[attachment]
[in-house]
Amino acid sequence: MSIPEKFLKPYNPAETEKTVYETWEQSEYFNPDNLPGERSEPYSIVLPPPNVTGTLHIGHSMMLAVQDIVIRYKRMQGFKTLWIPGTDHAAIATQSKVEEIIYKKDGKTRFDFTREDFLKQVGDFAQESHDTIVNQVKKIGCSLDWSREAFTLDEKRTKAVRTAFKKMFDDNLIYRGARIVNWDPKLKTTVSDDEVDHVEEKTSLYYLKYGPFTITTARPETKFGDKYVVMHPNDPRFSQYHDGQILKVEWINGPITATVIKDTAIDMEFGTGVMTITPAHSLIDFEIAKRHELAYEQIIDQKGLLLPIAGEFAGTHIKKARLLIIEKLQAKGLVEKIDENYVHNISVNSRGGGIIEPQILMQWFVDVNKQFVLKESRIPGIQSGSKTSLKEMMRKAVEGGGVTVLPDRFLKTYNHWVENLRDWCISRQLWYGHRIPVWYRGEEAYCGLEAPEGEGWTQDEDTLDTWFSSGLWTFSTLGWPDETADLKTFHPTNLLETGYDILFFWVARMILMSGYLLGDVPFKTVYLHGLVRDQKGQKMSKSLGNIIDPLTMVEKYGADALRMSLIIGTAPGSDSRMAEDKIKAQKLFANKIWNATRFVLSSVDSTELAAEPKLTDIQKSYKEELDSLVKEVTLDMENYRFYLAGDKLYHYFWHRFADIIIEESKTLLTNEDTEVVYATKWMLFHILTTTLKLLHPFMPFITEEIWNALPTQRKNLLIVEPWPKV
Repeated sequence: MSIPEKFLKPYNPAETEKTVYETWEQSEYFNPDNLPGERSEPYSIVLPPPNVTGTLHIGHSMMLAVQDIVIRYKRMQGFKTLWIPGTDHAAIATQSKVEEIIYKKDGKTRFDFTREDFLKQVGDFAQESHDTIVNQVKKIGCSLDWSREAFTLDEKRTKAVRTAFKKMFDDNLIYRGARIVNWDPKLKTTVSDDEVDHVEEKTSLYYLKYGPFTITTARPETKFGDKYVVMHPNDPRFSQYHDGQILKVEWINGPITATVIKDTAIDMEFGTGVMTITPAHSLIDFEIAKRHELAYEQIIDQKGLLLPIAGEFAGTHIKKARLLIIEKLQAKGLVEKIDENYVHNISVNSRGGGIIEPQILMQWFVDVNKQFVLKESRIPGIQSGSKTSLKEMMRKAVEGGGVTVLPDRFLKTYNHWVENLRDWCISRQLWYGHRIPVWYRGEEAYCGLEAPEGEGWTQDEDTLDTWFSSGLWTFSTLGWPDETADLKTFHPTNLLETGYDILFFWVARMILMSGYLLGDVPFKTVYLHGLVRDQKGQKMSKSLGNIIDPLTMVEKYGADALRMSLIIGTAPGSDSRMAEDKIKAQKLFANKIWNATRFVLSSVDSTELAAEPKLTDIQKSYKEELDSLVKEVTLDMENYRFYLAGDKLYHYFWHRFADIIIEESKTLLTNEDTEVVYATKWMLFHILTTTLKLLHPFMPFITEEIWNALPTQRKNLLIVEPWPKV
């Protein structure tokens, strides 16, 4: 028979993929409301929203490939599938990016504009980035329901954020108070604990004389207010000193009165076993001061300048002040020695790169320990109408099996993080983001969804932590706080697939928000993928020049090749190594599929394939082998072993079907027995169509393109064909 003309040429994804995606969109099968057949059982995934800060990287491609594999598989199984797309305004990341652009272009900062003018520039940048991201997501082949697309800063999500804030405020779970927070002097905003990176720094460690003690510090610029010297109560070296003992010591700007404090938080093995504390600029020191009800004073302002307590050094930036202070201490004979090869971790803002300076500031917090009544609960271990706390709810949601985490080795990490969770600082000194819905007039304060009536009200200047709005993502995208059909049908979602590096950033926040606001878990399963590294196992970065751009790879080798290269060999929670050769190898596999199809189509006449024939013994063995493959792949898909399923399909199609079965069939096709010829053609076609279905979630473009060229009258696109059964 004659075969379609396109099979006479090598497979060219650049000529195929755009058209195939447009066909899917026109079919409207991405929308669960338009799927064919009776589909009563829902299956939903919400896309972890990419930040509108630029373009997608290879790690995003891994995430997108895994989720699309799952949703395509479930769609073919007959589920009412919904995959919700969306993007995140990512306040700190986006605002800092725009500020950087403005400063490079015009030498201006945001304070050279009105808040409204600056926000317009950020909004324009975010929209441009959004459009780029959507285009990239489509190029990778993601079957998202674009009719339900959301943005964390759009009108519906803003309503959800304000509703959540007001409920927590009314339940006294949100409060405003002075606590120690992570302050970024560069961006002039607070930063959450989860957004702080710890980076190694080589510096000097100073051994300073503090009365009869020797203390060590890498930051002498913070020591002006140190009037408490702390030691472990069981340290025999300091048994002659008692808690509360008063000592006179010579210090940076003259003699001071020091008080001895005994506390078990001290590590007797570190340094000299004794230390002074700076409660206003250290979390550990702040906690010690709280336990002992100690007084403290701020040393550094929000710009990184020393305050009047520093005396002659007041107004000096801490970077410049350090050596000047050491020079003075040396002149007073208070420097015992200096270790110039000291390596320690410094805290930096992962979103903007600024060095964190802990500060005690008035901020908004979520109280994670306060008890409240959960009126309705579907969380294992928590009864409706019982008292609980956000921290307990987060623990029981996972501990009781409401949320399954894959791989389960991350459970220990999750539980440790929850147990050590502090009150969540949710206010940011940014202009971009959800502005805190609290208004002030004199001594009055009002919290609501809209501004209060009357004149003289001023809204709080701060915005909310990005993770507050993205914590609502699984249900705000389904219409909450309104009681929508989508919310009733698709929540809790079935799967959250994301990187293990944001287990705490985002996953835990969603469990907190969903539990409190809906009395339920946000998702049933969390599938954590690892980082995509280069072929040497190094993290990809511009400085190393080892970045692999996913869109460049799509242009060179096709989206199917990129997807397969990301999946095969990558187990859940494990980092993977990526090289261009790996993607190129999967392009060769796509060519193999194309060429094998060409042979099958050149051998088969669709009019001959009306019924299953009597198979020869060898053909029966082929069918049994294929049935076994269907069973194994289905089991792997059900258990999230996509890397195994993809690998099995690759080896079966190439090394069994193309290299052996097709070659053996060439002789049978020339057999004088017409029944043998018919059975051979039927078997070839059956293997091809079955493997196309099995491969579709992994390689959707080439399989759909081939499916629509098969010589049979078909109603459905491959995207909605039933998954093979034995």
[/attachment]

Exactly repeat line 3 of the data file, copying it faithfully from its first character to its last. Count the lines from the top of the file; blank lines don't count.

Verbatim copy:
Repeated sequence: MSIPEKFLKPYNPAETEKTVYETWEQSEYFNPDNLPGERSEPYSIVLPPPNVTGTLHIGHSMMLAVQDIVIRYKRMQGFKTLWIPGTDHAAIATQSKVEEIIYKKDGKTRFDFTREDFLKQVGDFAQESHDTIVNQVKKIGCSLDWSREAFTLDEKRTKAVRTAFKKMFDDNLIYRGARIVNWDPKLKTTVSDDEVDHVEEKTSLYYLKYGPFTITTARPETKFGDKYVVMHPNDPRFSQYHDGQILKVEWINGPITATVIKDTAIDMEFGTGVMTITPAHSLIDFEIAKRHELAYEQIIDQKGLLLPIAGEFAGTHIKKARLLIIEKLQAKGLVEKIDENYVHNISVNSRGGGIIEPQILMQWFVDVNKQFVLKESRIPGIQSGSKTSLKEMMRKAVEGGGVTVLPDRFLKTYNHWVENLRDWCISRQLWYGHRIPVWYRGEEAYCGLEAPEGEGWTQDEDTLDTWFSSGLWTFSTLGWPDETADLKTFHPTNLLETGYDILFFWVARMILMSGYLLGDVPFKTVYLHGLVRDQKGQKMSKSLGNIIDPLTMVEKYGADALRMSLIIGTAPGSDSRMAEDKIKAQKLFANKIWNATRFVLSSVDSTELAAEPKLTDIQKSYKEELDSLVKEVTLDMENYRFYLAGDKLYHYFWHRFADIIIEESKTLLTNEDTEVVYATKWMLFHILTTTLKLLHPFMPFITEEIWNALPTQRKNLLIVEPWPKV